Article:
Re-Blogged From Stratfor
- In hopes of forcing China to open further, the United States is considering investment restrictions that would mirror those imposed by China.
- China’s investment goals are to cement its position in the stable, developed U.S. economy and fuel growth in sectors key to its economic transition.
- As such, China has two concerns: Sectors where its own restrictions will mean harsh U.S. measures and those sectors of high priority to Beijing.
In its ongoing pushback against Chinese trade and investment, the White House is reportedly mulling restrictions on Chinese investment that mirror the restrictions imposed by Beijing on U.S. investment in China. Since 2005, the United States has attracted approximately 10 percent of all outbound Chinese foreign direct investment, or FDI. The amount of Chinese FDI heading to the United States has grown tremendously since 2010 in parallel with more Chinese investment in developed markets generally, particularly in those that Beijing has sought to beef up domestically. Because of China’s tight investment policies, the possible move by U.S. President Donald Trump’s administration could have a major impact on the billions of dollars Beijing pours into U.S. industries, especially in sectors that China has prioritized for growth, such as technology, consumer goods and services. It bears noting that Washington is contemplating such measures only against China, but the nature of Chinese investment in the United States provides an indication of the course U.S. authorities may pursue.
Chinese investment in the U.S. economy totaled $24.1 billion in 2017. Although the figure was below a spike of $53.8 billion in 2016 (a rise of 220 percent from 2015), it represented part of a broader, upward trend in which Chinese businesses have invested more than $170 billion in the United States since 2005. With its U.S. investments, Beijing aims to consolidate its presence within a stable, developed economy while also fueling growth in sectors that are necessary for China’s transition, namely in technology and consumer goods. In fact, technology constituted 17.6 percent of 2014-2017 investment — after having been zero from 2005-2014.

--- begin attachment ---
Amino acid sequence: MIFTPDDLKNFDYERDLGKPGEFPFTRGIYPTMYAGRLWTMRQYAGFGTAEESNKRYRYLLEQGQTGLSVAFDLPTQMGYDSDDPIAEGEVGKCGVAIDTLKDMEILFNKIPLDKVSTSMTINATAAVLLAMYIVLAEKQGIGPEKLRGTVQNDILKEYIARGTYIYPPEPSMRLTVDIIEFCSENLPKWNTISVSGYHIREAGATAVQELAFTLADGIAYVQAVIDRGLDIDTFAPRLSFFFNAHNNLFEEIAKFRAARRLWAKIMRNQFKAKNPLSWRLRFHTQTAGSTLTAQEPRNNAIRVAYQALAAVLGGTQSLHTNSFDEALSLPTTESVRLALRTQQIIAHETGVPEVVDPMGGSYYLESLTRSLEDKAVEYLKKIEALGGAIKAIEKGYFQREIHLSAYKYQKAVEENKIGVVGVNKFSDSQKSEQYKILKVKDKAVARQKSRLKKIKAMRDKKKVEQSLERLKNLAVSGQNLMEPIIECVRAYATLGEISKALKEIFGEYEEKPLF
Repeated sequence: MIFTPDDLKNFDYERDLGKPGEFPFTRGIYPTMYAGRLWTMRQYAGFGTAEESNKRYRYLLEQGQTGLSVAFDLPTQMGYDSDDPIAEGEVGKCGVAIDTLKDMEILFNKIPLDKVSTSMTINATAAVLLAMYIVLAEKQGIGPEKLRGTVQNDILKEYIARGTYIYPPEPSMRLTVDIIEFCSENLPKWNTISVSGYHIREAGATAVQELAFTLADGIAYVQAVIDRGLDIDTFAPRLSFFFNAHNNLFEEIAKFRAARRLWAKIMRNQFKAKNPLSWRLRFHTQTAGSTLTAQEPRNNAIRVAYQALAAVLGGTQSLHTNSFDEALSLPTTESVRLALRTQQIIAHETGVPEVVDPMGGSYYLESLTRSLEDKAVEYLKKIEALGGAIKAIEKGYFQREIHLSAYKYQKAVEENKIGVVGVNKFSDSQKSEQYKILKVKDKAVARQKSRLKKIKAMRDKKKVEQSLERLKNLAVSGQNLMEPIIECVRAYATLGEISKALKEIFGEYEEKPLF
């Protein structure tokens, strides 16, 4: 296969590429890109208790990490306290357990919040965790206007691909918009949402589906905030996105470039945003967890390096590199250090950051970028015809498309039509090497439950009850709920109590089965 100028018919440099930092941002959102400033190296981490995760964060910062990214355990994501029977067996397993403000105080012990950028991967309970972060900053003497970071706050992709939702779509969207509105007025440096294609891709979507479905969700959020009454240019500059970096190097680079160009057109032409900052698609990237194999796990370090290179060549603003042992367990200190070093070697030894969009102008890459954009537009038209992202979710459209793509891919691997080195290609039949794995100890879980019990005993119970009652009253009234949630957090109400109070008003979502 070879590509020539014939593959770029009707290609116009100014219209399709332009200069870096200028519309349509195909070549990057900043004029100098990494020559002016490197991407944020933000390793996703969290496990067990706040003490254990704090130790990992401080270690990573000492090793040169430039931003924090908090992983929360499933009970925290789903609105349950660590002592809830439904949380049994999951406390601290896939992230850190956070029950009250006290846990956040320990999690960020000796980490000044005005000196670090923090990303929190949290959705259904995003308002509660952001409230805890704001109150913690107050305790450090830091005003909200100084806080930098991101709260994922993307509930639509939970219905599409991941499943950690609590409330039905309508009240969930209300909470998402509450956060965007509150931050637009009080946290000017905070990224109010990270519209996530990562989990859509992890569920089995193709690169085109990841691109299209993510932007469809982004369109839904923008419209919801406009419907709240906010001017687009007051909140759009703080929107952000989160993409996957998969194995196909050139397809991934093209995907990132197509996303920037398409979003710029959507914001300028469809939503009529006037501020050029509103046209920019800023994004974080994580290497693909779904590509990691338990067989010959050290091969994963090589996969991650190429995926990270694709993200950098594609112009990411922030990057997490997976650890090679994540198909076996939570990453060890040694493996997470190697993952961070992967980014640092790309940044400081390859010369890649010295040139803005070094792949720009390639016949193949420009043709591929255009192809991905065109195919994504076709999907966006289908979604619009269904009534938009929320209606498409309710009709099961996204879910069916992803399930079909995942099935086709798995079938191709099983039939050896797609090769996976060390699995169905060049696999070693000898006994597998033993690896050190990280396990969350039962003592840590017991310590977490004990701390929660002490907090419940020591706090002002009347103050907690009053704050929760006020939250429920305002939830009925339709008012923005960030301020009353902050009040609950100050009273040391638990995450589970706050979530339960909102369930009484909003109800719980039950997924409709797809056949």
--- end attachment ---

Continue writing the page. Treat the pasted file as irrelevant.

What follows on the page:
China harbors two primary concerns. First, it fears U.S. retaliation on sectors that invest heavily in the U.S. market and are subject to high levels of Chinese domestic restrictions. Here, Washington has much room to maneuver in terms of issuing a proportionate response to address overall outbound Chinese investment. Transportation is the only leading sector of Chinese investment in the United States that is subject to roughly equal levels of protectionism; in contrast, there is a wide gap between U.S. and Chinese policies on real estate and financial services. Second, there are concerns in Beijing regarding sectors that the government has prioritized for development in an effort to push China up the value chain and transition to a consumption-led model. On this, technology and consumer goods are the most important, and in both cases, Washington has the potential to push back hard due to China’s domestic restrictions.
In terms of overall investment, Beijing has been striving to curb what it deems irrational investments by Chinese companies abroad. As a result, there is some room for common ground between the two sides. In particular, the Chinese government aims to lower the share of companies’ outbound investment in the entertainment and real estate sectors — two industries that have accounted for 24 percent of Chinese investment in the U.S. market since 2005.
U.S. efforts to pry open the Chinese economy, however, will rapidly encounter Chinese domestic constraints. Ultimately, Beijing will carefully weigh the costs of opening its industries to foreign competition against the potential negative blows to domestic industries and long-term economic growth inherent in such a move.